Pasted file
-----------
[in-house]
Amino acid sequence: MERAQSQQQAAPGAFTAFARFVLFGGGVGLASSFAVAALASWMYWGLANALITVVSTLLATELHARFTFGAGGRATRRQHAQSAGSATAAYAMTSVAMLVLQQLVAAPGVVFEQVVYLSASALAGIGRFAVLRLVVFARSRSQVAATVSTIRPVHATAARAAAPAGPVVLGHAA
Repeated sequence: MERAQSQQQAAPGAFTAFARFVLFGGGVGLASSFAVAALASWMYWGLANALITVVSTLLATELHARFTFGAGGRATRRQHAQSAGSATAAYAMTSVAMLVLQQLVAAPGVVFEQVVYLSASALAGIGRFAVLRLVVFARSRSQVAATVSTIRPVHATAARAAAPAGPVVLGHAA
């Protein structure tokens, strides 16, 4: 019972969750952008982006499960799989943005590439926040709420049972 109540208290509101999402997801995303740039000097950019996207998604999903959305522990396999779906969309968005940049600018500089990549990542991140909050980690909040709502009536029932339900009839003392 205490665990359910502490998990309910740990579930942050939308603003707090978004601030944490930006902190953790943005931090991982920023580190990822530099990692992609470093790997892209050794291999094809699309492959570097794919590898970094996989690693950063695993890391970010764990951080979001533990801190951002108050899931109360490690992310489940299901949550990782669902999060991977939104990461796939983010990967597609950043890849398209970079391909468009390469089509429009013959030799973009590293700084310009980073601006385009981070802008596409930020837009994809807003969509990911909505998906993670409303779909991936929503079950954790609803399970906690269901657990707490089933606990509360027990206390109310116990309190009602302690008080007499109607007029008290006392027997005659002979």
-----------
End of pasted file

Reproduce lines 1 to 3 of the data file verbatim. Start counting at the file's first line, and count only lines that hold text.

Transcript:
[in-house]
Amino acid sequence: MERAQSQQQAAPGAFTAFARFVLFGGGVGLASSFAVAALASWMYWGLANALITVVSTLLATELHARFTFGAGGRATRRQHAQSAGSATAAYAMTSVAMLVLQQLVAAPGVVFEQVVYLSASALAGIGRFAVLRLVVFARSRSQVAATVSTIRPVHATAARAAAPAGPVVLGHAA
Repeated sequence: MERAQSQQQAAPGAFTAFARFVLFGGGVGLASSFAVAALASWMYWGLANALITVVSTLLATELHARFTFGAGGRATRRQHAQSAGSATAAYAMTSVAMLVLQQLVAAPGVVFEQVVYLSASALAGIGRFAVLRLVVFARSRSQVAATVSTIRPVHATAARAAAPAGPVVLGHAA